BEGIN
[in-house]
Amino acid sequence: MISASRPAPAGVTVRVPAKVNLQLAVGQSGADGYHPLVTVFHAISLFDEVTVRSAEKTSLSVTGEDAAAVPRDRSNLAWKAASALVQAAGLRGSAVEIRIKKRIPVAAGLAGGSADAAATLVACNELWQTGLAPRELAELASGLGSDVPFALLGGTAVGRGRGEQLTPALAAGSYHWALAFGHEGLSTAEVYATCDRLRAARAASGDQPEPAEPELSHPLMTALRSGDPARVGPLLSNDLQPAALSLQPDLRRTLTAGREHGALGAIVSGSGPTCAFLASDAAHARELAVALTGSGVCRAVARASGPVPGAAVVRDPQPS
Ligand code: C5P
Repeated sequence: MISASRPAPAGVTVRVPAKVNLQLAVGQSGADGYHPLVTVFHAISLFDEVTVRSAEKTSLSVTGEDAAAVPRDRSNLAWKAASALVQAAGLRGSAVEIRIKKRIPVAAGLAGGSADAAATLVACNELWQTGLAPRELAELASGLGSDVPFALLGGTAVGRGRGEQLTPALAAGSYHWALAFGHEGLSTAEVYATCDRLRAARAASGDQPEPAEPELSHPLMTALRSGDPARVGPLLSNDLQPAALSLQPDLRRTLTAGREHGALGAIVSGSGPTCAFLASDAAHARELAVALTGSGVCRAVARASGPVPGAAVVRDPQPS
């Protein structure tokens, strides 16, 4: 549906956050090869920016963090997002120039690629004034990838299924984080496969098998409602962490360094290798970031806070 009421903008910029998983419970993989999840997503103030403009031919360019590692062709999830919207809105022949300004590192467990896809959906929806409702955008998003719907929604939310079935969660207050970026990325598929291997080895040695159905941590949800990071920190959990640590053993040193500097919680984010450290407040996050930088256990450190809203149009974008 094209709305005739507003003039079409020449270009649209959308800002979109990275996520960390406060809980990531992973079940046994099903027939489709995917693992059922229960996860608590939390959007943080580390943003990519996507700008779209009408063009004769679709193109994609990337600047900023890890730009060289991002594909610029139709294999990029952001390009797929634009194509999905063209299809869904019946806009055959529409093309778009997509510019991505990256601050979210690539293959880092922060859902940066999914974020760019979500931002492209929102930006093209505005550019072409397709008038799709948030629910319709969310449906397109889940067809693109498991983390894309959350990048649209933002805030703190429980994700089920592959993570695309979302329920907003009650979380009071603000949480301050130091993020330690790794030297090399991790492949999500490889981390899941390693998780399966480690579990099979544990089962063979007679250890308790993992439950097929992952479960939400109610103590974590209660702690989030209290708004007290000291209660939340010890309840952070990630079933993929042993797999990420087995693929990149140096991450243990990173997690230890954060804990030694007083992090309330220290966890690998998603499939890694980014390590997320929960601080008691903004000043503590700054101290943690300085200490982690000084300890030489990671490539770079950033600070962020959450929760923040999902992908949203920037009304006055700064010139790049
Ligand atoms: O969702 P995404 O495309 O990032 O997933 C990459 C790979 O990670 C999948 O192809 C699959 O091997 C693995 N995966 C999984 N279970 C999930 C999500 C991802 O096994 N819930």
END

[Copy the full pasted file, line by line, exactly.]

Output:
[in-house]
Amino acid sequence: MISASRPAPAGVTVRVPAKVNLQLAVGQSGADGYHPLVTVFHAISLFDEVTVRSAEKTSLSVTGEDAAAVPRDRSNLAWKAASALVQAAGLRGSAVEIRIKKRIPVAAGLAGGSADAAATLVACNELWQTGLAPRELAELASGLGSDVPFALLGGTAVGRGRGEQLTPALAAGSYHWALAFGHEGLSTAEVYATCDRLRAARAASGDQPEPAEPELSHPLMTALRSGDPARVGPLLSNDLQPAALSLQPDLRRTLTAGREHGALGAIVSGSGPTCAFLASDAAHARELAVALTGSGVCRAVARASGPVPGAAVVRDPQPS
Ligand code: C5P
Repeated sequence: MISASRPAPAGVTVRVPAKVNLQLAVGQSGADGYHPLVTVFHAISLFDEVTVRSAEKTSLSVTGEDAAAVPRDRSNLAWKAASALVQAAGLRGSAVEIRIKKRIPVAAGLAGGSADAAATLVACNELWQTGLAPRELAELASGLGSDVPFALLGGTAVGRGRGEQLTPALAAGSYHWALAFGHEGLSTAEVYATCDRLRAARAASGDQPEPAEPELSHPLMTALRSGDPARVGPLLSNDLQPAALSLQPDLRRTLTAGREHGALGAIVSGSGPTCAFLASDAAHARELAVALTGSGVCRAVARASGPVPGAAVVRDPQPS
């Protein structure tokens, strides 16, 4: 549906956050090869920016963090997002120039690629004034990838299924984080496969098998409602962490360094290798970031806070 009421903008910029998983419970993989999840997503103030403009031919360019590692062709999830919207809105022949300004590192467990896809959906929806409702955008998003719907929604939310079935969660207050970026990325598929291997080895040695159905941590949800990071920190959990640590053993040193500097919680984010450290407040996050930088256990450190809203149009974008 094209709305005739507003003039079409020449270009649209959308800002979109990275996520960390406060809980990531992973079940046994099903027939489709995917693992059922229960996860608590939390959007943080580390943003990519996507700008779209009408063009004769679709193109994609990337600047900023890890730009060289991002594909610029139709294999990029952001390009797929634009194509999905063209299809869904019946806009055959529409093309778009997509510019991505990256601050979210690539293959880092922060859902940066999914974020760019979500931002492209929102930006093209505005550019072409397709008038799709948030629910319709969310449906397109889940067809693109498991983390894309959350990048649209933002805030703190429980994700089920592959993570695309979302329920907003009650979380009071603000949480301050130091993020330690790794030297090399991790492949999500490889981390899941390693998780399966480690579990099979544990089962063979007679250890308790993992439950097929992952479960939400109610103590974590209660702690989030209290708004007290000291209660939340010890309840952070990630079933993929042993797999990420087995693929990149140096991450243990990173997690230890954060804990030694007083992090309330220290966890690998998603499939890694980014390590997320929960601080008691903004000043503590700054101290943690300085200490982690000084300890030489990671490539770079950033600070962020959450929760923040999902992908949203920037009304006055700064010139790049
Ligand atoms: O969702 P995404 O495309 O990032 O997933 C990459 C790979 O990670 C999948 O192809 C699959 O091997 C693995 N995966 C999984 N279970 C999930 C999500 C991802 O096994 N819930």